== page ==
Hollywood history is American history and I felt a great sense of responsibility to sort out the facts from the fantasy, the legend, the lies, and the candyfloss spun by the PR machines of the film studios; weeding out the names of those who claimed Hollywood High School as their alma mater from those who actually did attend classes there was a job of work in and of itself! But what a journey this job took me on. I went back to the 19th Century, to the days when the San Fernando Valley on the far side of the Hollywood Hills was just a really bad place to try and do anything but fall off your mule and die while en route to somewhere else, when Hollywood was little more than a patchwork of citrus groves and strawberry patches and Methodist churches. A subtheme of the tour was a chronicle of the shift toward the automobile as the vehicle of choice for a nation rebounding after World War II and of how this sea change in mass transportation opened up heretofore nonviable sections of Los Angeles to private living and industry. Of course, the Hollywood studios had started the trend. Film companies who had migrated East to West for the novelty of year-round filming eventually spread out from their landing place in downtown LA to set up shop in such flinty municipalities as Silver Lake, Los Feliz, and Culver City. The movies helped make Los Angeles the City of the Future, though at times this modernization was bad news for the past.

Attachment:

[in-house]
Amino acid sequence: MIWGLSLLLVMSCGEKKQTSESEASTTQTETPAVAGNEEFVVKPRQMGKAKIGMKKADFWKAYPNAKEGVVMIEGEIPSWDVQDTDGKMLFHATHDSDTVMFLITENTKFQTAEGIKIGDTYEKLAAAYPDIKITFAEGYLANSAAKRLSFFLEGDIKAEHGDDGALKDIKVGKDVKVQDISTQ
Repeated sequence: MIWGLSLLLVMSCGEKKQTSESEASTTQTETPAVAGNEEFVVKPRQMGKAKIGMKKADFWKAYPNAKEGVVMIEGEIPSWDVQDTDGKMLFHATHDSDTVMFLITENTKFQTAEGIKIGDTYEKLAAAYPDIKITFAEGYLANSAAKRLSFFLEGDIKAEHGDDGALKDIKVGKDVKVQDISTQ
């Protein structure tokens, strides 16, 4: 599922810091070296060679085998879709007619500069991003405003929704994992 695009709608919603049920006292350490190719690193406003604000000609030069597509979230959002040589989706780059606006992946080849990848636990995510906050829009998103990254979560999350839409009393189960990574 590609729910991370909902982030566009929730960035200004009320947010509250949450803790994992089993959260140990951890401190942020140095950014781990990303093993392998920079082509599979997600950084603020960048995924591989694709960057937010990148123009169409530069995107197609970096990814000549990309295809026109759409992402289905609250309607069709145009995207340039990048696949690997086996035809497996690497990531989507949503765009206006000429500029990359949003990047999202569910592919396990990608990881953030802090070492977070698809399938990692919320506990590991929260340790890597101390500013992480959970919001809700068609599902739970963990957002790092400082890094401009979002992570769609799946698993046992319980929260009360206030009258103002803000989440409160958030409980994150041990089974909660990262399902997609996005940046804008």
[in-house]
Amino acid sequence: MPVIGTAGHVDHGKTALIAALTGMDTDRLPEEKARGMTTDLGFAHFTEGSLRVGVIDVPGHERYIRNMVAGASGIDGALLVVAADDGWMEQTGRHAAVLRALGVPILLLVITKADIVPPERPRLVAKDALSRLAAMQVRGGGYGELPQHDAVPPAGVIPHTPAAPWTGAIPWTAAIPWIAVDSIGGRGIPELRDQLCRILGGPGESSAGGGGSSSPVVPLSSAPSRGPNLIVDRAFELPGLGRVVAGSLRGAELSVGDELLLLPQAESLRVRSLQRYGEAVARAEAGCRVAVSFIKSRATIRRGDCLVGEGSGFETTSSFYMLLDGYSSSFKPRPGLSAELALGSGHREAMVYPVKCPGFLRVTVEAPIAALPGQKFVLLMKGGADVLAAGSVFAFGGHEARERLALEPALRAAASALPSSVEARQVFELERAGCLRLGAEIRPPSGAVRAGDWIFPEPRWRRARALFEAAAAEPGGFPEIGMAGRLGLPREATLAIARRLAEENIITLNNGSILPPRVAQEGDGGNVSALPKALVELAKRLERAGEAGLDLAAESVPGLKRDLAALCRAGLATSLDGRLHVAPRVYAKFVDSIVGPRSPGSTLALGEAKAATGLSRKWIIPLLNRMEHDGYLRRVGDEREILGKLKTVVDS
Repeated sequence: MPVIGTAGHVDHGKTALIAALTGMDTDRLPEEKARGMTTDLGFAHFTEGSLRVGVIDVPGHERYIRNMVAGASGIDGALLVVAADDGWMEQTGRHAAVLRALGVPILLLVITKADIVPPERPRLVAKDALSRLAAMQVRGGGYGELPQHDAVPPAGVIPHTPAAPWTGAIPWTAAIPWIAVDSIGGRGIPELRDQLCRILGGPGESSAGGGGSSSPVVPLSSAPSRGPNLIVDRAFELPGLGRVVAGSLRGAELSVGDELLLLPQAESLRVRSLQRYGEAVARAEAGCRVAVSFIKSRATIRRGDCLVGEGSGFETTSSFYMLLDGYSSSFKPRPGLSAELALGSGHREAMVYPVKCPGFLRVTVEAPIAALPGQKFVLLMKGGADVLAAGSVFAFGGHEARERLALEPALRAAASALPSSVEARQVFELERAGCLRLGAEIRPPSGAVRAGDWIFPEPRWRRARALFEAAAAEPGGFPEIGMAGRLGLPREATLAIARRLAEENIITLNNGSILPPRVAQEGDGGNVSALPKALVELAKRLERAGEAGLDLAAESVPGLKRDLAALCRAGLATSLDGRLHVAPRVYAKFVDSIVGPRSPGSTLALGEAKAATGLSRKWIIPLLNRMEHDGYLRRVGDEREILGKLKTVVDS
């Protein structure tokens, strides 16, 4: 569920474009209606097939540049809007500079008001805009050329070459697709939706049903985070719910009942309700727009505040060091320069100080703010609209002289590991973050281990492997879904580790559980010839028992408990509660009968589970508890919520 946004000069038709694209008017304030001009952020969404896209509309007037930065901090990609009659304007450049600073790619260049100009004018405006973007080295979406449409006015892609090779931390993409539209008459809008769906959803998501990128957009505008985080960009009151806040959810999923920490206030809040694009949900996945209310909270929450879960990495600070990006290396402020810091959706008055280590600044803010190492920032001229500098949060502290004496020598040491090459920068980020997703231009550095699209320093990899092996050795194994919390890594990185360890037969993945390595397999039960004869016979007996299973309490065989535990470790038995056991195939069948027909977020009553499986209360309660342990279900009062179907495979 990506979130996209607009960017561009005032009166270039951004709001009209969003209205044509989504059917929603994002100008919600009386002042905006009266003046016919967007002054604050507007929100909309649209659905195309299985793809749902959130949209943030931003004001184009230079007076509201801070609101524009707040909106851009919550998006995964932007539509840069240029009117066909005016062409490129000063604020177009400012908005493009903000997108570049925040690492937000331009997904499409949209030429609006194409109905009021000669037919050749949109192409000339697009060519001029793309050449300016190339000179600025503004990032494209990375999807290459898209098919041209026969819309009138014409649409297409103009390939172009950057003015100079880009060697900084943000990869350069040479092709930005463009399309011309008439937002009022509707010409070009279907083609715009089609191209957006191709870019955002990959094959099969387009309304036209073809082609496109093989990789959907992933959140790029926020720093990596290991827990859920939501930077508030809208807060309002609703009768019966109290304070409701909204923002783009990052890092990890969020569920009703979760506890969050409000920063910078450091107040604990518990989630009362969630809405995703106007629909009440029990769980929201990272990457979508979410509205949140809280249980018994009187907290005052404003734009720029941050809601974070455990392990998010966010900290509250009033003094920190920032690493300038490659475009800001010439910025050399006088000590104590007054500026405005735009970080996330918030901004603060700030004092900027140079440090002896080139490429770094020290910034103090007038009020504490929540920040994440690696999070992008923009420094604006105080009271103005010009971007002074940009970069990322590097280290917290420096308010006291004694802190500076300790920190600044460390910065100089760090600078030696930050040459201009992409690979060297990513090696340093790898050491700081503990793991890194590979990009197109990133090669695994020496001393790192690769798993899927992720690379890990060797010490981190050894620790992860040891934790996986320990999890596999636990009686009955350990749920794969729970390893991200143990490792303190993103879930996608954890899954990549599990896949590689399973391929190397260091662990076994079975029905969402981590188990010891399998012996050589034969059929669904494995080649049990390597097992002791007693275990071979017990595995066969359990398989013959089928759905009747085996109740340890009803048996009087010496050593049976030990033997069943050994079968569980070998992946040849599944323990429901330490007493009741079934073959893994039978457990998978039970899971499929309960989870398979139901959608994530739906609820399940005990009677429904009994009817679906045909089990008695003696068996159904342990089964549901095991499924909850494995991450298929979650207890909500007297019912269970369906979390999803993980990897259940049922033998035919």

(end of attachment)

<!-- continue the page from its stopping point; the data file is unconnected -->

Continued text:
I once tried to describe to an out-of-towner the allure of living in Hollywood half a century after the heyday of the big studios and for me it came down to presence and shadow, to the feeling you get just by trodding on the ground where once stood something good and fine, be it the old Brown Derby Cafe (or one of them) or the Mack Sennett Studios or the Hollywood Canteen or the Charlie Chaplin Studio (which became many other things over the course of the 20th Century, including home base for THE ADVENTURES OF SUPERMAN and PERRY MASON TV shows and A&M Records before The Jim Henson Company moved in for good). The history of Hollywood is a hell of a story, and often a real heartbreaker, too, and it was impossible not to imbue the TCM Movie Locations Tour with a touch of this melancholy. But on top of that, so much glamour and splendor, so much triumph and spectacle, and through it all the thrill of passing landmarks that seem now to have always been there: Paramount and RKO, the Formosa Cafe, MacArthur Park, the 2nd Street Tunnel, Chinatown, and (and, seriously folks, we are just naming a few) the celebrated Music Box Steps where Laurel and Hardy had such a devil of a time moving that piano.